Animals in the Great War

A third book from a husband and wife team looking at another subject of military history meriting much more coverage. The use of animals in war did not end in 1918 but that was the last major war to depend heavily on animals to provide motive power – Very Highly Recommended.

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NAME: Animals in the Great War
FILE: R2962
AUTHOR: Stephen Wynn, Tanya Wynn
PUBLISHER: Pen and Sword
BINDING: hard back
PRICE: £16.99
GENRE: Non Fiction
SUBJECT: WWI, World War I, World War 1, First World War,  The Great War, 
1914-1918, trench warfare, Western Front, Middle East, animals, pets, working 
animals, war horse

ISBN: 1-47383-804-5

IMAGE: B2962.jpg
BUYNOW: tinyurl.com/y3fcof6e
LINKS: 
DESCRIPTION: A third book from a husband and wife team looking at another 
subject of military history meriting much more coverage. The use of animals in war 
did not end in 1918 but that was the last major war to depend heavily on animals 
to provide motive power  –   Very Highly Recommended.

The use of animals in war is as old as war itself. Hannibal is most remembered from 
the crossing of the Alps with his war elephants, in many wars the cry was, “unleash 
the dogs of war”, and today dogs are still used to detect threats and work with guards 
and sentries and still the most popular animal as a pet or mascot.

The Great War was the last war where animals were more numerous than humans in 
the battle zones. Buses, taxis, tractors and private cars were used in desperation, 
trains were used to support the war effort, and the first combustion engined vehicles, 
lorries and tanks, began their introduction into war. However, the horse was still the 
most common form of haulage and on occasion had to be brought in to rescue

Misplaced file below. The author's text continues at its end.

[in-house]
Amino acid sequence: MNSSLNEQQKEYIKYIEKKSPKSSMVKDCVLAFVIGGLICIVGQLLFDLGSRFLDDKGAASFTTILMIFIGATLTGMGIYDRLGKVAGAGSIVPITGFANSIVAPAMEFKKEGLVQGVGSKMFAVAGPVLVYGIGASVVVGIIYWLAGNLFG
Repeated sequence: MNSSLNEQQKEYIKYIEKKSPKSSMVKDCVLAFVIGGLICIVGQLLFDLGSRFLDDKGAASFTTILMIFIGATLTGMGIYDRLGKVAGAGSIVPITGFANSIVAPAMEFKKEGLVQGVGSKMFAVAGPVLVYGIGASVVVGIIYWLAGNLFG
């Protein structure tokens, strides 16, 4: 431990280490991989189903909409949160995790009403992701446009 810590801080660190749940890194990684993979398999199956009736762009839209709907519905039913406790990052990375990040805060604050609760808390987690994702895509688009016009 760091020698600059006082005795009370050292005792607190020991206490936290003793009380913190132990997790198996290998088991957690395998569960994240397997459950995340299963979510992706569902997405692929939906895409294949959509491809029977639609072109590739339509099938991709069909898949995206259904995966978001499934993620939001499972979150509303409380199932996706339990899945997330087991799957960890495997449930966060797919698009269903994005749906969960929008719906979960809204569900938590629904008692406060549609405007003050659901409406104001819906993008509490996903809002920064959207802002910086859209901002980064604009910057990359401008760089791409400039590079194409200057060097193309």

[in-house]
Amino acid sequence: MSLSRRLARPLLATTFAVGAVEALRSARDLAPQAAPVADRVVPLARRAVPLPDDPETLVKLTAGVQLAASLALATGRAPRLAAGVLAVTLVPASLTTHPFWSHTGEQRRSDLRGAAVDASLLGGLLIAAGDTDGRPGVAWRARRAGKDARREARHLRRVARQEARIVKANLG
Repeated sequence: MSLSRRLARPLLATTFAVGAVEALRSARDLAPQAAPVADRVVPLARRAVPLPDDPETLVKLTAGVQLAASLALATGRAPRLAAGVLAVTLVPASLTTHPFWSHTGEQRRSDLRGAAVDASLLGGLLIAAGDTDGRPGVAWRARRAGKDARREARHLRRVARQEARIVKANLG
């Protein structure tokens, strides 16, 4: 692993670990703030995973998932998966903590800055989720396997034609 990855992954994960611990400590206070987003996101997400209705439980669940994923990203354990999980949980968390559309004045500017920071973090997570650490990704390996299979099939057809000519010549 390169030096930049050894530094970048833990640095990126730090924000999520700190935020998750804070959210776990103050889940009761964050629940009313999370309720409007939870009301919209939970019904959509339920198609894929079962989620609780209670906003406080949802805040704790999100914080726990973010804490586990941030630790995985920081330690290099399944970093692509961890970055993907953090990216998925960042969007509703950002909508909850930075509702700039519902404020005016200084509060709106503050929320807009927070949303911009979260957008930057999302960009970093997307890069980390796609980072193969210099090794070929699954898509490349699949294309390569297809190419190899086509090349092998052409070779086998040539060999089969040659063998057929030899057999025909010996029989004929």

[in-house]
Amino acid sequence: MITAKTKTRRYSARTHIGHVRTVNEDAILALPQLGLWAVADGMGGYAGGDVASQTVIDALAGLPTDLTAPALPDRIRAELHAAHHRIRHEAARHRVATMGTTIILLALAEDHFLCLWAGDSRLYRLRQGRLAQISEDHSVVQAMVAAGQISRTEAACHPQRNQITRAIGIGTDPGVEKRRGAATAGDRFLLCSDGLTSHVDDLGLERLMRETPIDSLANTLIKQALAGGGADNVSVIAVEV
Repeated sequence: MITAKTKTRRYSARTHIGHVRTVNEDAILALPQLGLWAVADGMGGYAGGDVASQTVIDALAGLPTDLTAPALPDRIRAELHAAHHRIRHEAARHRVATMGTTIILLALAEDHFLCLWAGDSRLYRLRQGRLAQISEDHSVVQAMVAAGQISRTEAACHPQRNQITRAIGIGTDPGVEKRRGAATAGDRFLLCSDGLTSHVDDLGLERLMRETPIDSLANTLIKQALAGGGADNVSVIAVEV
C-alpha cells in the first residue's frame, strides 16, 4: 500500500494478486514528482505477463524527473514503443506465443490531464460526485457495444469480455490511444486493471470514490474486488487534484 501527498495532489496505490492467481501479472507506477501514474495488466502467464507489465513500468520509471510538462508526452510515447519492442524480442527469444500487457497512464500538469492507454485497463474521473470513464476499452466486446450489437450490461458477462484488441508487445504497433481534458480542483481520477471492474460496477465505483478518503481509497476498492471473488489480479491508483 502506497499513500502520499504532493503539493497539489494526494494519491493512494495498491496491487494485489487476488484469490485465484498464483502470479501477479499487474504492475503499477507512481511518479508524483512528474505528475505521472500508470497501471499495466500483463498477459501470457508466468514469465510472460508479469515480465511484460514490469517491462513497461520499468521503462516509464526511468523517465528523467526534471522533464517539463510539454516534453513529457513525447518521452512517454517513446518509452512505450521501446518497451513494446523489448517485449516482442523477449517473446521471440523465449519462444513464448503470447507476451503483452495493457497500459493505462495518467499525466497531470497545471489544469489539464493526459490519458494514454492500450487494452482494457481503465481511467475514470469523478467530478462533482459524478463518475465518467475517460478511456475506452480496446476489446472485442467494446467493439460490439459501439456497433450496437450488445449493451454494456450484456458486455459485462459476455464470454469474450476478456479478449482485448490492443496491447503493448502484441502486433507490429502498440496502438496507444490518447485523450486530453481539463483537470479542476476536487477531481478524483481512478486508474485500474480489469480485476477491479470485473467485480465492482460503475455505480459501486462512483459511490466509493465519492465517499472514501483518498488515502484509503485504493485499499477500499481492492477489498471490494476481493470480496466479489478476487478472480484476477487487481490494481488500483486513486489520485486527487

vehicles bogged down in the mud. One of the most emotive paintings of horses in 
war was produced by war artist Snaffles, hanging above a fireplace at Arborfield 
College, depicting a QF gun team being hauled at speed through the mud as they 
moved to a new firing position, avoiding enemy counter-battery fire.

Hope and patience were displayed in a photograph of an RNAS pilot standing on the 
float of his Sopwith Baby, launching a carrier pigeon. During WWI huge numbers of 
pigeons were employed to send massages back to the home lofts. RNAS pilots often 
carried one or two pigeons in crates in case they were forced down over the sea 
before radio became a faster and more reliable method of calling for help.

In addition to the many horses, dogs and pigeons a very wide variety of animals 
accompanied troops in action and the ships' cats were both pets and practical 
members of the crew. Cats and dogs were the most common companions and often 
strays that wandered the battle fields. Official mascots were most commonly goats 
or dogs but other animals were also entered into service as mascots, including ponies 
and monkeys. Frequently, all these animals were one rare link to life beyond battle, 
reminders of home and childhood.